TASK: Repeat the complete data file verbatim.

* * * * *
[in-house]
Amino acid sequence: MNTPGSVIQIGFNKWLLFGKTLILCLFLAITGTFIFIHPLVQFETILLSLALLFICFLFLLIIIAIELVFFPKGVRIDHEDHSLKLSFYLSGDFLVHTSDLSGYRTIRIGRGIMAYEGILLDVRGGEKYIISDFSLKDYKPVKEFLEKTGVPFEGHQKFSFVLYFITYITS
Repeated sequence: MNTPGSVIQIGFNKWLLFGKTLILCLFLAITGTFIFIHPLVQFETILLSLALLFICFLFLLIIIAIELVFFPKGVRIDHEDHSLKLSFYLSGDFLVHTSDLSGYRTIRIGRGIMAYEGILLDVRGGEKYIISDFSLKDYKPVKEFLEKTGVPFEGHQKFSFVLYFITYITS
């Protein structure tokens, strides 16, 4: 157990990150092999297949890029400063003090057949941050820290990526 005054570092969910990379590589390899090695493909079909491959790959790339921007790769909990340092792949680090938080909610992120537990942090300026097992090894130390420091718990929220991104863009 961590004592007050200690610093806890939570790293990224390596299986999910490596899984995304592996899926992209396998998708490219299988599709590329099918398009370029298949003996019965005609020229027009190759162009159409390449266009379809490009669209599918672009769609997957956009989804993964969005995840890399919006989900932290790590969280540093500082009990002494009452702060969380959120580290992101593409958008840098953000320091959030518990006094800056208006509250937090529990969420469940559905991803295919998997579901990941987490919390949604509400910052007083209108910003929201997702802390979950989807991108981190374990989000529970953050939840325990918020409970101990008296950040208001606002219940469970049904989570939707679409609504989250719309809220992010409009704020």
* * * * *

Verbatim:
[in-house]
Amino acid sequence: MNTPGSVIQIGFNKWLLFGKTLILCLFLAITGTFIFIHPLVQFETILLSLALLFICFLFLLIIIAIELVFFPKGVRIDHEDHSLKLSFYLSGDFLVHTSDLSGYRTIRIGRGIMAYEGILLDVRGGEKYIISDFSLKDYKPVKEFLEKTGVPFEGHQKFSFVLYFITYITS
Repeated sequence: MNTPGSVIQIGFNKWLLFGKTLILCLFLAITGTFIFIHPLVQFETILLSLALLFICFLFLLIIIAIELVFFPKGVRIDHEDHSLKLSFYLSGDFLVHTSDLSGYRTIRIGRGIMAYEGILLDVRGGEKYIISDFSLKDYKPVKEFLEKTGVPFEGHQKFSFVLYFITYITS
């Protein structure tokens, strides 16, 4: 157990990150092999297949890029400063003090057949941050820290990526 005054570092969910990379590589390899090695493909079909491959790959790339921007790769909990340092792949680090938080909610992120537990942090300026097992090894130390420091718990929220991104863009 961590004592007050200690610093806890939570790293990224390596299986999910490596899984995304592996899926992209396998998708490219299988599709590329099918398009370029298949003996019965005609020229027009190759162009159409390449266009379809490009669209599918672009769609997957956009989804993964969005995840890399919006989900932290790590969280540093500082009990002494009452702060969380959120580290992101593409958008840098953000320091959030518990006094800056208006509250937090529990969420469940559905991803295919998997579901990941987490919390949604509400910052007083209108910003929201997702802390979950989807991108981190374990989000529970953050939840325990918020409970101990008296950040208001606002219940469970049904989570939707679409609504989250719309809220992010409009704020």